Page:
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ARS Home » Pacific West Area » Logan, Utah » Pollinating Insect-Biology, Management, Systematics Research » Research » Publications at this Location » Publication #150079


item Tepedino, Vincent

Submitted to: Madrono
Publication Type: Peer Reviewed Journal
Publication Acceptance Date: 4/23/2004
Publication Date: 4/23/2004
Citation: Tepedino, V.J., Messinger, S.M. 2004. Cymopterus beckii, a rare protogynous umbellifer of capital reef national park, central Utah. Madrono. 51(3:271-274.

Interpretive Summary: Pinnate spring parsley (Cymopterus beckii) is a small rare plant in the carrot family that is found only in Capital Reef National Park, and a few other sites in Utah and Arizona. It is unusual in that each plant produces two kinds of flowers, those that are males, and those that, like most flowering plants, produce male and female parts. It is also a member of an unusual group of plants in the carrot family that mature their female parts before their male parts (protogyny) rather than the reverse (protandry). We found that, like other members of this group of plants, C. beckii is protogynous, but that the ratios of male to female flowers is much lower than in other species in this group. We believe that this is a mechanism to increase the chances that flowers are cross- rather than self-pollinated. As with most members of this group, C. beckii, is visited by a wide variety of potential insect pollinators.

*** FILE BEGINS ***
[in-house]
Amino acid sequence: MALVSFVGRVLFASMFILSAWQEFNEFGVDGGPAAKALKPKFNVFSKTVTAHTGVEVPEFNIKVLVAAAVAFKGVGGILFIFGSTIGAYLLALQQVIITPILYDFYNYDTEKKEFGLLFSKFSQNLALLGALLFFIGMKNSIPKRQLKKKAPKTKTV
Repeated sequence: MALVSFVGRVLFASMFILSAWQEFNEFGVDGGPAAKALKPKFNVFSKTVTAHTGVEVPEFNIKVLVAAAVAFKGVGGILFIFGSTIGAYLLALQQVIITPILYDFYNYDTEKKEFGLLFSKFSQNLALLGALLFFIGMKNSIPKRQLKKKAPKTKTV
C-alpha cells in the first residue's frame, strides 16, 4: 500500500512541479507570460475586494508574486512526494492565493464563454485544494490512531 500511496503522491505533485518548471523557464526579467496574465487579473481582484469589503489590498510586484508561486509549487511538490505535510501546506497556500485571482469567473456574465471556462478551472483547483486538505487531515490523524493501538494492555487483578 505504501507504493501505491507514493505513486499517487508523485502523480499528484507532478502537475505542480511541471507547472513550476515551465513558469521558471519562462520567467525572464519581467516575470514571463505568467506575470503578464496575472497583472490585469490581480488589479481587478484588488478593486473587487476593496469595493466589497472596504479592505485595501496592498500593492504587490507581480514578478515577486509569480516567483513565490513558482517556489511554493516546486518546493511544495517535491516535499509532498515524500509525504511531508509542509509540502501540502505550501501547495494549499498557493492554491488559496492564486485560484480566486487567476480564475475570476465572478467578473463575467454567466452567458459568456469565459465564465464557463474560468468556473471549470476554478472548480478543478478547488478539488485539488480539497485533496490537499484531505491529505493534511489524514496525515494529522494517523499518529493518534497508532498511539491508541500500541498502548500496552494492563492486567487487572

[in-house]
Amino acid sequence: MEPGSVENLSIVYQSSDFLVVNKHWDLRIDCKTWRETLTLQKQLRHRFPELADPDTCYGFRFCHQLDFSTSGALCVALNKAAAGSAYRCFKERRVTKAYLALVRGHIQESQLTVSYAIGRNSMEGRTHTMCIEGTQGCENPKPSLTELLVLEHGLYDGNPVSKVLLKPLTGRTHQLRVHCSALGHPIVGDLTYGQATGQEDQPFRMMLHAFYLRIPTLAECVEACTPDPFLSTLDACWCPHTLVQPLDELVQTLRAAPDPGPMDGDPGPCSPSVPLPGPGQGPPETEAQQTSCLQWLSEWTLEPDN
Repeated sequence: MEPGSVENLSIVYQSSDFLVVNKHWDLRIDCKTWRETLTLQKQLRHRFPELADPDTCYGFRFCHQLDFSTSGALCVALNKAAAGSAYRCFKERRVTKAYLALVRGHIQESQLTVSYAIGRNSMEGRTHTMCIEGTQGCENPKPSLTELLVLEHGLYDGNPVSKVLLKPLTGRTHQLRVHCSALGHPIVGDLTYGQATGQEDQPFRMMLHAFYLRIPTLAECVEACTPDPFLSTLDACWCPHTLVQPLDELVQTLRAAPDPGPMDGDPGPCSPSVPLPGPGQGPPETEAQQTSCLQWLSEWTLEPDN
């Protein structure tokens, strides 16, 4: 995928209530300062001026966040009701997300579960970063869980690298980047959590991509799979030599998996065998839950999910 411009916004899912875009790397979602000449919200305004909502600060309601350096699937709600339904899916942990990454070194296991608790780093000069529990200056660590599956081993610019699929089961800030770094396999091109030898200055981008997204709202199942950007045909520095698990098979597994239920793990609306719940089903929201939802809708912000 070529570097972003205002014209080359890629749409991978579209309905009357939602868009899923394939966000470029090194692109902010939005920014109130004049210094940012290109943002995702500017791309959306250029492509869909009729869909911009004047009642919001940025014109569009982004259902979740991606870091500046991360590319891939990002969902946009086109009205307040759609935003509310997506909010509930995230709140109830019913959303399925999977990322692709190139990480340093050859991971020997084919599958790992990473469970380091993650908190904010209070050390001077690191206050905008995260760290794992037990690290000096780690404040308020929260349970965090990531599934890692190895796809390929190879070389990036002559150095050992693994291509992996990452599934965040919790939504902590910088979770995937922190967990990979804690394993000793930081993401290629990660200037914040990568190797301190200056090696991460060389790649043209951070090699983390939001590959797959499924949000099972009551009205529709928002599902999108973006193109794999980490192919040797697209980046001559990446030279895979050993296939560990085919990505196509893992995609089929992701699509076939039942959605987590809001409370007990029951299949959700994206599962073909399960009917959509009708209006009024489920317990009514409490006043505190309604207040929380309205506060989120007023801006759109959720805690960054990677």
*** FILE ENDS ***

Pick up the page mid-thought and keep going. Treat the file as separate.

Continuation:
Technical Abstract: Protogyny in an andromonoecious apioid, Cymopterus beckii, is described. This rare western endemic of Capital Reef National Park, and a few other sites in Utah and Arizona, is unusual in producing only inflorescences with simple primary umbels; secondary and tertiary umbels are absent. Outer florets of umbels produce significantly higher percentages of hermaphrodite flowers than do inner florets. Overall, about 1.5 staminate florets are produced for each hermaphrodite floret. Within umbels, dichogamy is complete: female parts of hermaphrodite flowers throughout the umbel mature first, followed by males. The small florets are visited by a variety of flies, beetles, wasps and bees, few of which appear to carry pollen. Bees in the family Halictidae may the most important pollinators but additional studies are required to establish this.